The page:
#NotMyPresident: Why Trump’s presidency should be challenged

Jillyan Mobley, Features Editor

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If you have been on any form of social media in the past few months, you are fully aware of the varying emotions that surround the recent election of President-Elect Trump. Between the influence of mass media, the increase of fake news stories, the desperation of citizens, and the shocking behaviors of the candidates, ill-appearing intentions and excessive negativity dominated the campaign season. But how did so many voters allow the shock value of scandals that flooded the Internet to determine how they voted before fully considering the impact of a candidate’s policy and competence?

I am the first to admit there’s no perfect candidate, especially with the many factors threatening our nation’s current security. However, at what point do we, as a country, ignore a candidate’s vulgarity and his / her underdeveloped plans to pursue an unrealistic ideal or spiteful predisposition of a past event?

Blanket statements, such as “bring back the jobs,” “keep the second Amendment,” and “make America great again” all sound intriguing. But when accompanied with crude comments degrading everyone other than rich, white, Christian men, the speeches made by president-elect Trump began to sound like they were made in the early 1800s, or by a certain dictator related to World War II.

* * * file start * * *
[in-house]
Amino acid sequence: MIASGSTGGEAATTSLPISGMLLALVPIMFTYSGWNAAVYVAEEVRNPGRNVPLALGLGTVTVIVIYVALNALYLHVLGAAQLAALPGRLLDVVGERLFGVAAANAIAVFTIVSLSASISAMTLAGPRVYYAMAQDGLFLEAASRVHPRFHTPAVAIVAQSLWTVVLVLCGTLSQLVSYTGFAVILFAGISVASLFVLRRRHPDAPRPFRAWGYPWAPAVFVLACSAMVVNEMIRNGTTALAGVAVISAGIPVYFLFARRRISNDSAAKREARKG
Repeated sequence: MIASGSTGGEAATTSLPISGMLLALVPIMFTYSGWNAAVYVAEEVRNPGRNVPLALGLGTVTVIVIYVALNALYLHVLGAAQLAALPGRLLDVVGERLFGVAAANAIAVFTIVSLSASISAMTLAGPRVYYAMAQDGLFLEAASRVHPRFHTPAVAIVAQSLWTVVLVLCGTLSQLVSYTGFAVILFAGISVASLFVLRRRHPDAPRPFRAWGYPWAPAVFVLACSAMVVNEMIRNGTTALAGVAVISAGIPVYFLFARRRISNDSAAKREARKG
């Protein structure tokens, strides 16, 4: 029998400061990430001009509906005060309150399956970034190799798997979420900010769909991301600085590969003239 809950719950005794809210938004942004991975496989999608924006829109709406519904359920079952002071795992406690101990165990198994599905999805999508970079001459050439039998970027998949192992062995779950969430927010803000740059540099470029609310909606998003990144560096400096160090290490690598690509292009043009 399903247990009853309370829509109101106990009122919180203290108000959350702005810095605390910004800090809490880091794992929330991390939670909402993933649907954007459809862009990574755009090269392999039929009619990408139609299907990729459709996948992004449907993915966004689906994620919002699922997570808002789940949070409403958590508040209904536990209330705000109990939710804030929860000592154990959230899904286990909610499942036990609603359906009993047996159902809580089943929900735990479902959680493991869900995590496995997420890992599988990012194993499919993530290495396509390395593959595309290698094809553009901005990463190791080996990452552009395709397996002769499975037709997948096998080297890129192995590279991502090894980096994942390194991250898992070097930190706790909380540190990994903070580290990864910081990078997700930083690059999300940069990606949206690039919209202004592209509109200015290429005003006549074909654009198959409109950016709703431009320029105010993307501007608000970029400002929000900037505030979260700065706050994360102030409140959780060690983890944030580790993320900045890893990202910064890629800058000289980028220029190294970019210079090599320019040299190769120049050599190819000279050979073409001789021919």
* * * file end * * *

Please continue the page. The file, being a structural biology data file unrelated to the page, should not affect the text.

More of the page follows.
Even without his insensitive comments and blatant ignorance to the struggles of all but the top one percent of Americans, our future President plans to pursue policy that will undoubtedly harm our nation. With his rather non-diverse cabinet, President-Elect Trump intends to withdraw from the Trans-Pacific Partnership and thereby reduce America’s international ties, drastically cut funds for renewable energy, withdraw donations made to the UN for environmental preservation, and repeal the Affordable Care Act all within the first 100 days of his presidency.

And even with these very conservative changes, Trump has “changed [his] mind” on many of the promises made that excited his voters. Trump has fallen to the same reality that many have known from the start: Mexico is not paying for the wall. The $12 to $25 billion dollar investment will have to be funded in full by the American government. In addition to this, his claims of a “total Muslim shut-down” and a deportation force for all illegal immigrants have been lessened to further screenings and restrictions. And though some of these changes are sighs of relief for those who oppose him, many of his supporters will be thoroughly disappointed with his lack of resilience and honesty.

A man who uses obscenities to get attention like a child throwing a tantrum and makes uninformed statements and decisions regarding the future of our nation all while going against the wishes of both his opposers and supporters is not a man I want as my president.

While I do not plan on protesting every federally funded event or constantly streaming my disappointment on Facebook, I will also not look up to this man as I have admired President Obama or the other great men that I have learned about in history class. My favorite president, Franklin Delano Roosevelt, once said, “The only thing we have to fear is fear itself.” However, FDR did not have to live through Trump’s presidency.

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